“Without him it’s unlikely there would be the Ramones, Elvis Costello, Talking Heads, New York Dolls, so many acts now so well established in the music firmament but 40 years ago just whispers,” the critic Roger Friedman wrote on the website Showbiz411. “CBGB’s and the Mudd Club were where you heard the music, but Bleecker Bob’s was where you held, felt it, saw it, listened to it, bought it.”

Customers emerged from local clubs and coffeehouses and lingered in the store until 3 a.m., or as long as the mercurial Plotnik would indulge them.

“I used to cut school and hang out in his store until he threw me out and banned me,” Harley Flanagan, a founder of the band the Cro-Mags, wrote on Facebook. “I remember being mad at him for a long time because of it, but the truth is he just felt that I should be in school and not cutting school. As I got older I realized he was actually a really good guy when he wasn’t screaming at people and kicking them out of his store.”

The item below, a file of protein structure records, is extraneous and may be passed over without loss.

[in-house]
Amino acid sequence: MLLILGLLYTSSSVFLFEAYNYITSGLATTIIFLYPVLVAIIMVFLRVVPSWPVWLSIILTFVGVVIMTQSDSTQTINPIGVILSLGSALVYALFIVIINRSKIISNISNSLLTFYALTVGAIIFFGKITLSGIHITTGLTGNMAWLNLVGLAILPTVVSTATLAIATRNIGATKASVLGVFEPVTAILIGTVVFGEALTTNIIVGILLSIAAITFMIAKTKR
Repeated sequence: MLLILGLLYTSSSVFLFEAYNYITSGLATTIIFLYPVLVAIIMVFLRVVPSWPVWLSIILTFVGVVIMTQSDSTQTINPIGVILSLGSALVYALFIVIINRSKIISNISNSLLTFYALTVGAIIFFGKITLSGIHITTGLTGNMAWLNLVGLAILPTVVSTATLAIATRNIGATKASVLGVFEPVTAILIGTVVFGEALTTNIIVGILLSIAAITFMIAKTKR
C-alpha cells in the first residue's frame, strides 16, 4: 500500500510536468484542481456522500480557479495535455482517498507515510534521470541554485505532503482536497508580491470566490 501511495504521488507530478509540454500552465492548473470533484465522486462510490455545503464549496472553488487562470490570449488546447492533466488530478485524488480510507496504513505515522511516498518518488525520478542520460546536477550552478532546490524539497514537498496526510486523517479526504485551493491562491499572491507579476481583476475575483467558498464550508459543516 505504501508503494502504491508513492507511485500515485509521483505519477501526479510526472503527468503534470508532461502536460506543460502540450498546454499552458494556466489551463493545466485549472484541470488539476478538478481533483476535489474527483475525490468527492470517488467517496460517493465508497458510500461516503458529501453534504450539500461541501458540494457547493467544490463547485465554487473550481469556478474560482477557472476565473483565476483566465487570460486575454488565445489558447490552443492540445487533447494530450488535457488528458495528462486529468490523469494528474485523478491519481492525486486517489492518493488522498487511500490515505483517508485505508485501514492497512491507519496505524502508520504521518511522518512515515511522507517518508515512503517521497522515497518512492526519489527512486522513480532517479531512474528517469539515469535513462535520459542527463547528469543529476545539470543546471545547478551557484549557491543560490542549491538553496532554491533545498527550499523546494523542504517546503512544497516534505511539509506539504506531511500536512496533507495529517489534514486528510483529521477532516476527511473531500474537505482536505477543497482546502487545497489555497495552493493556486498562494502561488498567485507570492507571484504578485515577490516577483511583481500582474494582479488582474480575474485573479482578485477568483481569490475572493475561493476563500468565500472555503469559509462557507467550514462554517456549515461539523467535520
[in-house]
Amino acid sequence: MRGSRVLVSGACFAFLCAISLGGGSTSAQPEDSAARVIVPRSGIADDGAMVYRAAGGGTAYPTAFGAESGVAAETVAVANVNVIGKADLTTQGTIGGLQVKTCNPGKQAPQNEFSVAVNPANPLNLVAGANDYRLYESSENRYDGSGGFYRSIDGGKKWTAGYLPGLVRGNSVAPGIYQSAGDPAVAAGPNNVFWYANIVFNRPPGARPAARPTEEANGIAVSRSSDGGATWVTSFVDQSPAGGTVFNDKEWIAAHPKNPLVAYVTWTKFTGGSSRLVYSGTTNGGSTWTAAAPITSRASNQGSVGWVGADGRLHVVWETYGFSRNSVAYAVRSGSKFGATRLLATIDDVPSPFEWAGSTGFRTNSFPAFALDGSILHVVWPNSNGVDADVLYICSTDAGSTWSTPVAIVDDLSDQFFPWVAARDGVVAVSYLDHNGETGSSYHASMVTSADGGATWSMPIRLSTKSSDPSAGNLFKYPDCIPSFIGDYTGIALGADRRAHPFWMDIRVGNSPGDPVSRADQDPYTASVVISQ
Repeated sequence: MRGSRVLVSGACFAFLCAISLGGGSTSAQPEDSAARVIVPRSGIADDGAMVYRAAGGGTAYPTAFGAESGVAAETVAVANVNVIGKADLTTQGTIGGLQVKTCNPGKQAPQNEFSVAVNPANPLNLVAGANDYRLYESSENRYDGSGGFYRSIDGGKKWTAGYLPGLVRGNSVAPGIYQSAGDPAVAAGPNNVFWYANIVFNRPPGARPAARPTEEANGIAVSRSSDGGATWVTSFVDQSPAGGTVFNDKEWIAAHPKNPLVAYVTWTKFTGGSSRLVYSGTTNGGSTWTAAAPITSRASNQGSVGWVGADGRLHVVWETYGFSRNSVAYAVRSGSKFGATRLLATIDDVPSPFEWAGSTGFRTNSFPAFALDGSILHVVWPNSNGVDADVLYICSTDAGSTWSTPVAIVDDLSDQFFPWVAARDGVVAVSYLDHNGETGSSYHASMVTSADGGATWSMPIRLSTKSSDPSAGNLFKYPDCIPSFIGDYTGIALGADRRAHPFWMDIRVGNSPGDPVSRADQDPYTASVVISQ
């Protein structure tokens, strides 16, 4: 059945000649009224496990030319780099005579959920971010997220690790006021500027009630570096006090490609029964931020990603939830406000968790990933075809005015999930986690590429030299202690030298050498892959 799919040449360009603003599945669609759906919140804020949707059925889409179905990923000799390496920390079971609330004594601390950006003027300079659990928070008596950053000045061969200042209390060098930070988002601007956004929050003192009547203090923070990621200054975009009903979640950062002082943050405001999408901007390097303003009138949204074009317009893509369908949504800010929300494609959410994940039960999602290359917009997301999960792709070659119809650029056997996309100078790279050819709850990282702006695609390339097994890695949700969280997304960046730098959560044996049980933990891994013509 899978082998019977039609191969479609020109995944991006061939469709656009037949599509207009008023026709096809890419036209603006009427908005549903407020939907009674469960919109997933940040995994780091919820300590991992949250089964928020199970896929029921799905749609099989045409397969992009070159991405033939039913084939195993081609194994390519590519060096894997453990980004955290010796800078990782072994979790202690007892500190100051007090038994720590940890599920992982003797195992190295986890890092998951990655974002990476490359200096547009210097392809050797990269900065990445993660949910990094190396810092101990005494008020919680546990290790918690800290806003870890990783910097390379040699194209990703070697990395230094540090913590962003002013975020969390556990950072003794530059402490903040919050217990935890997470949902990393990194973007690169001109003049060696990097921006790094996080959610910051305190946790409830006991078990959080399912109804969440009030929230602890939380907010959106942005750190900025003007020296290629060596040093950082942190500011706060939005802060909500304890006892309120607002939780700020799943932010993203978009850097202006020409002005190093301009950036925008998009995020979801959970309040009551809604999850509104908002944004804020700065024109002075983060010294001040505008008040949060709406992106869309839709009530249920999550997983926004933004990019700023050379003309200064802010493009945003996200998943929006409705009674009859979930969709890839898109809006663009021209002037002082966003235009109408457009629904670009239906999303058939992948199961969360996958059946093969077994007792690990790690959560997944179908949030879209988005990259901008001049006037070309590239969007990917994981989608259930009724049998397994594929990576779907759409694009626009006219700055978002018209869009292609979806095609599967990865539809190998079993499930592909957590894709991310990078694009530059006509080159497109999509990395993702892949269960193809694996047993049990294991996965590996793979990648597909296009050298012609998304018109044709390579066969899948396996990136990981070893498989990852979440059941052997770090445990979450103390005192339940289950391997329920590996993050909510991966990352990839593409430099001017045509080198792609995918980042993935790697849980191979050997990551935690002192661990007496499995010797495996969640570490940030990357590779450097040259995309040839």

Robert Edward Plotnik was born on Aug. 28, 1943, in Baltimore and raised in New Jersey. His father, Jack, was a cabdriver. His mother, Elsie (Robbinson) Plotnik, was a homemaker. In addition to Kitzer, he is survived by a daughter, Alexandra Plotnik.

After earning a degree from New York University, Plotnik fulfilled a promise to his parents and graduated from Fordham University School of Law, worked as an assistant prosecutor and practiced law for awhile. But in 1967 he ventured into the record business with Trommers, a fellow customer at Times Square Records. Trommers was known as Broadway Al, and he suggested that his new partner adopt a nickname of his own when they opened Village Oldies at 149 Bleecker St.

“Robert Plotnik does not sound like a hip name for a hip record store,” Trommers recalled in “For the Records,” a 2012 documentary about the store directed by Hazel Sheffield and Emily Judem.

What became Bleecker Bob’s Golden Oldies later moved to Macdougal Street and then in 1981, after Trommers left the business, to 118 W. Third St., the former home of the popular 1960s nightclub the Night Owl Cafe.